I've cobbled together a script, part of which creates field mapping to sum fields in a spatial join. It took 13 lines of codes just to define which fields I want summed in the output. Is there a simpler/more elegant way to define and sum output fields?

import arcpy, os

ws = arcpy.GetParameterAsText(0)
ws2 = arcpy.GetParameterAsText(1)
outws = arcpy.GetParameterAsText(2)

arcpy.env.workspace = ws

# List all feature classes in ws
fcs = arcpy.ListFeatureClasses()

for fc in fcs:
    # Create full paths for pair1 and pair2
    pair1 = os.path.join(ws, fc)
    pair2 = os.path.join(ws2, fc)
    outfc = os.path.join(outws, "Joined_" + fc)

    #Create Field Mappings
    fieldMappings = arcpy.FieldMappings() #Create field mappings object

    fieldNamesToSum = ['Min_MA_NEW', 'Min_01_NEW', 'Min_02_NEW', 'Min_03_NEW', 'Min_04_NEW', 'Min_05_NEW', 'Min_06_NEW', 'Min_07_NEW', 'Min_08_NEW', 'Min_09_New', 'Min_10_NEW', 'Min_11_NEW', 'Min_12_NEW'] #Field names to sum

    # This creates a field mapping that only outputs the sums of the joined fields in fieldNamesToSum - the range number must equal the number of fields in fieldNamesToSum
    for i in range(13):
        fm_type = arcpy.FieldMap()
        fm_type.addInputField(pair2, fieldNamesToSum[i])
        outField = fm_type.outputField
        outField.name = fieldNamesToSum[i]
        fm_type.outputField = outField
        fieldMappings.addFieldMap(fm_type) #Sequentially add 13 FieldObjects
        fieldIndex = fieldMappings.findFieldMapIndex(fieldNamesToSum[i])
        fieldMap = fieldMappings.getFieldMap(fieldIndex) 
        fieldMap.mergeRule = 'Sum'
        fieldMappings.replaceFieldMap(fieldIndex, fieldMap)

    arcpy.SpatialJoin_analysis (pair1, pair2, outfc, "JOIN_ONE_TO_ONE", "KEEP_ALL", fieldMappings, "SHARE_A_LINE_SEGMENT_WITH")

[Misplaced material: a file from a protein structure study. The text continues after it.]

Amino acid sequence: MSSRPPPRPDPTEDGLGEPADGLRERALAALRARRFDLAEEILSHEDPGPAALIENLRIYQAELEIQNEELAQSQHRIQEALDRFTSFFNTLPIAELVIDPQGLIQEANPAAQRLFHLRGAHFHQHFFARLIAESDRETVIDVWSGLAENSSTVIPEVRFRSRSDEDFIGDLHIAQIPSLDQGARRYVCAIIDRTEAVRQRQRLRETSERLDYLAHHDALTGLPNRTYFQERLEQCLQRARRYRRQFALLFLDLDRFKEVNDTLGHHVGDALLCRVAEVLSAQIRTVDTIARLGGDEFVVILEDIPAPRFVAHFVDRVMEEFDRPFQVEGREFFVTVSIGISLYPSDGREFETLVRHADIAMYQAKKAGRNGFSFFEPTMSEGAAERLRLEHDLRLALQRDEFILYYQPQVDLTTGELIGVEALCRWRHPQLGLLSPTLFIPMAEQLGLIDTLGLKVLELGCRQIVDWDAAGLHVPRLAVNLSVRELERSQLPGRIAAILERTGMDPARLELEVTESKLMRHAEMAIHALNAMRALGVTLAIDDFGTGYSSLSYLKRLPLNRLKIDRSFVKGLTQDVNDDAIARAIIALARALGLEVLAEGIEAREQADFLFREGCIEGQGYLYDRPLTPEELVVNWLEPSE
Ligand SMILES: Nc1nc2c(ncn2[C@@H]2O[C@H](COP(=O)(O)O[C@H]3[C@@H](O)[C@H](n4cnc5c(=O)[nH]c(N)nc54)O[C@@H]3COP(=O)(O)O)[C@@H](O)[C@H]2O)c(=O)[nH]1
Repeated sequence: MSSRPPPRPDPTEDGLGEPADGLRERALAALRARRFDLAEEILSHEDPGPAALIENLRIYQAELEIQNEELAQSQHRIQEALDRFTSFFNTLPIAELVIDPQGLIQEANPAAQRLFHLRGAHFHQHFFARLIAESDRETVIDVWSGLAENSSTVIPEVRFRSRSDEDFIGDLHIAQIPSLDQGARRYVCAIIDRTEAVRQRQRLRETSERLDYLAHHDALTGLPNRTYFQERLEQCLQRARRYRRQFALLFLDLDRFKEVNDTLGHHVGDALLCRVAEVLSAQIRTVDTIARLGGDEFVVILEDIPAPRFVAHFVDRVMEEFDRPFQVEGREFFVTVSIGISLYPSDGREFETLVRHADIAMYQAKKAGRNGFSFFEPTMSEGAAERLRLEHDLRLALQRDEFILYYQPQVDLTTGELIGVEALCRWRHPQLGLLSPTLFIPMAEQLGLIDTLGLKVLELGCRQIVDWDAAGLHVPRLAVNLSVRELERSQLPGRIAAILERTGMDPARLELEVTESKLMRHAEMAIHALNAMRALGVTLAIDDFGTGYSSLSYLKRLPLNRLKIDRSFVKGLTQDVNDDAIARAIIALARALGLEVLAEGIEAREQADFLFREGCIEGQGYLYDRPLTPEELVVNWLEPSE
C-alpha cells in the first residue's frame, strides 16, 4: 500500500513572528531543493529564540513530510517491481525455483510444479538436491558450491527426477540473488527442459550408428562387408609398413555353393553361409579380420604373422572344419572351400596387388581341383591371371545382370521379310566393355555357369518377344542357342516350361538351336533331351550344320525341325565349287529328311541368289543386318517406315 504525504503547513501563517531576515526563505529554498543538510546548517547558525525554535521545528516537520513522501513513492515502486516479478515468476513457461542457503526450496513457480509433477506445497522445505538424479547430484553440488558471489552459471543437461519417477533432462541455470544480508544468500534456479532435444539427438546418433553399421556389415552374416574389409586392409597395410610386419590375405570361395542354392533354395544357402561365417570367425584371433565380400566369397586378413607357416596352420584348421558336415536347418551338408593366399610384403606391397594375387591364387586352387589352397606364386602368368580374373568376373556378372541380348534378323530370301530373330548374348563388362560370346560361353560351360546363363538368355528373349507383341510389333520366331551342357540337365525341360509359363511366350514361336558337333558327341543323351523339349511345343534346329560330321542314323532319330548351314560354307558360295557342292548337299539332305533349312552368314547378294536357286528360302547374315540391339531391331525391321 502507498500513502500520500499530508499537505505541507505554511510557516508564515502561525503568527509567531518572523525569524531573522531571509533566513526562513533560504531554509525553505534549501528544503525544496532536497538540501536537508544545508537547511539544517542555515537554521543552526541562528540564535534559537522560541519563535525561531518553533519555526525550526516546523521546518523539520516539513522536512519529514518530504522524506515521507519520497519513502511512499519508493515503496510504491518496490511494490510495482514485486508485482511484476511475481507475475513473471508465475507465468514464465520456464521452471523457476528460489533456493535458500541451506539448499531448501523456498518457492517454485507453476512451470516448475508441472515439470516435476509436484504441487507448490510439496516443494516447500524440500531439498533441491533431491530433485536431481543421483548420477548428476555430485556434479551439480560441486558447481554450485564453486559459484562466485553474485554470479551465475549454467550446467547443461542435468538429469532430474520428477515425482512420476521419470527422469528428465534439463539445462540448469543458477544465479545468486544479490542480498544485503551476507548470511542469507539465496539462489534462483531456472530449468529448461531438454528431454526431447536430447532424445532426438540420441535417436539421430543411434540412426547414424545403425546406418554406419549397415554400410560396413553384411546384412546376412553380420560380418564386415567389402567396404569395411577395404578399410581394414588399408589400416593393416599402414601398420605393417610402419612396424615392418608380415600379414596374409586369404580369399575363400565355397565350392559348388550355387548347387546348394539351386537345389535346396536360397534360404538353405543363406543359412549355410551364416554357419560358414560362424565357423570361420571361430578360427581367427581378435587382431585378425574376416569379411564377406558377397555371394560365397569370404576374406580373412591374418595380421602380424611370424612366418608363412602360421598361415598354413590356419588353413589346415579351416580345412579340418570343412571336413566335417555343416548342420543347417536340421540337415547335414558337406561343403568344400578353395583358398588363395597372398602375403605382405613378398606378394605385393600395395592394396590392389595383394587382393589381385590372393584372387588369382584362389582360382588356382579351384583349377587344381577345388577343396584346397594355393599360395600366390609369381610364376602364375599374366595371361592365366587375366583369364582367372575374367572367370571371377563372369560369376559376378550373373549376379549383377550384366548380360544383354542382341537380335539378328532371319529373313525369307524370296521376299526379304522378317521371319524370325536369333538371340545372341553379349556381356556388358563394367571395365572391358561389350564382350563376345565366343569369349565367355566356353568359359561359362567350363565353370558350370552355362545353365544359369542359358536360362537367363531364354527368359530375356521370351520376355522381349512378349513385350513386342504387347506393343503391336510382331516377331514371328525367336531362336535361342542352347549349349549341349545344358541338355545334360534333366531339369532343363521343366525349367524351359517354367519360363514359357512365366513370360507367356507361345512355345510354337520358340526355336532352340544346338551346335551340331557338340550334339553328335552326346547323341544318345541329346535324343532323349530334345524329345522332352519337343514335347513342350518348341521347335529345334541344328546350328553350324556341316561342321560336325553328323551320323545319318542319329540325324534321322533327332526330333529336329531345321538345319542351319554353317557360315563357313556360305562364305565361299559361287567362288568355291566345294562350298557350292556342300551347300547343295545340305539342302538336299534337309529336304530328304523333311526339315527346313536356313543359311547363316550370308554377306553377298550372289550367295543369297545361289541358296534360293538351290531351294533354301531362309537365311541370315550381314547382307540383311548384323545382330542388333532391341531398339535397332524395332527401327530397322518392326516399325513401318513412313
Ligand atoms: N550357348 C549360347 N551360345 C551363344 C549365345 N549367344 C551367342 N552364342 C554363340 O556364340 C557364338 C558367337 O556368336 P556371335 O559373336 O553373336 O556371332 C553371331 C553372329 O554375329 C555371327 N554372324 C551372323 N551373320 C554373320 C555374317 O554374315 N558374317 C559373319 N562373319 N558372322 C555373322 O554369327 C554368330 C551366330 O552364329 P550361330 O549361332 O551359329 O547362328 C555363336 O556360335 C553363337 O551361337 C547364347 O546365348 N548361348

• 1
    Ugh. Field maps are the worst. I typically find it easier to do a series of intersections/unions/clips/merges--whatever you need--interspersed with cursors/calculations.
    – Tom
    Aug 10 '16 at 19:37
  • Take a look at gis.stackexchange.com/a/176016/64785
    – Midavalo
    Aug 11 '16 at 4:18
  • For code review there is the Code Review Stack Exchange.
    – PolyGeo
    Feb 3 '18 at 8:11

Building off of @PolyGeo's answer, I've developed a function that creates layers with only indicated fields visible. This will limit your geoprocessing tool's output fields.

import arcpy
import random
def CreateFieldInfoLayer (fc, flds, layerName, sql = None):
    Creates a layer with only indicated fields visible
    fc = input feature class
    flds = python list of fields
    layerName = output layer name
    sql = sql to be applied to layer (optional)
    #create layer with unique name
    layer = "lyr{}".format int ((random.random () * 100000))
    while arcpy.Exists (layer): layer = "lyr{}".format int ((random.random () * 100000))
    layer = arcpy.MakeFeatureLayer_management (fc, layer) [0]
    #get field info
    fldInfo = arcpy.Describe (layer).fieldInfo
    #set fields no in input list to hidden
    for i in range (fldInfo.count):
            fldName = fldInfo.getFieldName (i)
            if not fldName in flds:
                    fldInfo.setVisible (i, "HIDDEN")
    #create new layer with field info applied
    outLayer = arcpy.MakeFeatureLayer_management (fc, layerName, sql,
                                                  field_info = fldInfo) [0]
    #delete initial layer
    arcpy.Delete_management (layer)
    return outLayer


lyr2 = CreateFieldInfoLayer (pair2, fieldNamesToSum, "lyr2")

Now as @PolyGeo suggested, spatially join.

arcpy.SpatialJoin_analysis (pair1, lyr2, outfc, "JOIN_ONE_TO_ONE", "KEEP_ALL", "#", "SHARE_A_LINE_SEGMENT_WITH")

The output feature class will be limited to the indicated fields from lyr2. Then summary statistics.


I have not tested your code but it would seem to me that you could forget about your field mappings and simply run:

arcpy.SpatialJoin_analysis (pair1, pair2, outfc, "JOIN_ONE_TO_ONE", "KEEP_ALL", "#", "SHARE_A_LINE_SEGMENT_WITH")

(or the "series of intersections/unions‌​/clips/merges--whatev‌​er you need" mentioned in @Tom's comment)

then use the Summary Statistics tool on your outfc which:

Calculates summary statistics for field(s) in a table.

For any post-processing such as summing fields you could use arcpy.da.UpdateCursor().

  • The reason I am using field mapping is because there are about 100 fields in this person's join data, and they only need specific ones, but those fields must be summed since there are multiple records from pair2 that are being joined into pair1.
    – spaine
    Aug 17 '16 at 17:01

Your Answer

By clicking “Post Your Answer”, you agree to our terms of service, privacy policy and cookie policy

Not the answer you're looking for? Browse other questions tagged or ask your own question.